Helping patients make informed decisions about prostate cancer

Morgan Liotta

30/07/2019 4:42:12 PM

GPs have a central role in facilitating informed decision making for prostate cancer patients’ treatment options, an expert says.

GPs help patients make informed decisions.
Rapid and ongoing advances in prostate cancer treatment options means it is important for GPs to remain up to date in their knowledge.

‘The best way we, as GPs, can support men with newly diagnosed prostate cancer is to make sure they are fully informed about their treatment options,’ Dr Martine Walker, RACGP examiner and a GP with a special interest in prostate cancer, told newsGP.
‘Patients listen to GPs and value our opinions.’
With rapid advances in prostate cancer treatment, Dr Walker emphasises that GPs remain up-to-date with the latest options to provide appropriate advice and support their patients in this important decision.
‘Advances in treatment mean many of the complications we saw in the past are now rare,’ she said.
‘Because the management of prostate cancer straddles a number of specialties, it is often difficult to get a sense of how the different treatments compare. More education in a multidisciplinary format would be helpful for GPs to compare and contrast treatments.’
Dr Walker says it is also important that prostate cancer patients have the opportunity to speak in person with both a radiation oncologist and urologist before they make their treatment decisions, to avoid ‘decisional regret’.
‘No matter how well educated GPs are about prostate cancer treatment we cannot be expected to know the minutiae of the numerous surgical and radiation therapy alternatives for treatment … [but part of our role is to] ensure patients are fully informed,’ she said.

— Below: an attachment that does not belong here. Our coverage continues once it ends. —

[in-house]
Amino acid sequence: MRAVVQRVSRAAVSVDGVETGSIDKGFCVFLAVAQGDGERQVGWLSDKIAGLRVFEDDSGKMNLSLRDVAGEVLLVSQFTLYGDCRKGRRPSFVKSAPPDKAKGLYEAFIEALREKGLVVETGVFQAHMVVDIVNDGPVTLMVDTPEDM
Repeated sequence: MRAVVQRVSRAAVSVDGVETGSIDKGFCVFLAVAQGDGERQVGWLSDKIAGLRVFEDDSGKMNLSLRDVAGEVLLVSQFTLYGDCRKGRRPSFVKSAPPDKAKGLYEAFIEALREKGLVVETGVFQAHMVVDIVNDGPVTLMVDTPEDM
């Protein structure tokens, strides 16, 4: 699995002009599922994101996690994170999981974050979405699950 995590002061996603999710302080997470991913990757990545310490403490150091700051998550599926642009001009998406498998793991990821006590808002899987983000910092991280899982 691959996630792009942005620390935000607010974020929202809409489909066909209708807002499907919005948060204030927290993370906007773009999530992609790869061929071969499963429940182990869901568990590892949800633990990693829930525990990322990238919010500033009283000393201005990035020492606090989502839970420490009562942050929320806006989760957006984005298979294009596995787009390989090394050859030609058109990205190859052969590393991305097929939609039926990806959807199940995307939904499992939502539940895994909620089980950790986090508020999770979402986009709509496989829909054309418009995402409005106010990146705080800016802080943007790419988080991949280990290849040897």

Dr-Martine-Walker-article-1.jpgDr Martine Walker believes that GPs are central in aiding patients to make informed decisions about prostate cancer treatment options.

Specialties involved in treating prostate cancer – radiation oncology and urology – are two very different areas, both of which are evolving quickly, according to Dr Walker.
‘Both radiation therapy and surgery have different potential side effects, logistics and costs. Each man will have different priorities for treatment and their post-prostate cancer life,’ she said.
‘Radiation therapy and surgery are equally effective in curing and controlling prostate cancer, and most men who need active treatment could be suitable for either.’
When referring to a specialist (urologist) to investigate possible prostate cancer, Dr Walker recommends GPs advise the diagnosing specialist that they expect the patient will have the opportunity to speak to a radiation oncologist before any definitive treatments are decided on, if the patient receives a diagnosis of prostate cancer.
‘The best way GPs can support men to make informed decisions about their prostate cancer treatment is for the GP to “front load” the referral process,’ she said.
Dr Walker advises GPs that before referring their patients, to inform them that: 

  • the two main treatments for prostate cancer are radiation therapy (external beam or brachytherapy) or surgery
  • both treatments are equal in terms of freedom from cancer at 10 years and beyond
  • before making a decision about treatment, the patient should have the chance to consult in person with both a radiation oncologist and a urologist
  • if the urologist does not arrange an appointment with a radiation oncologist, that you (the GP) will be happy to arrange the appointment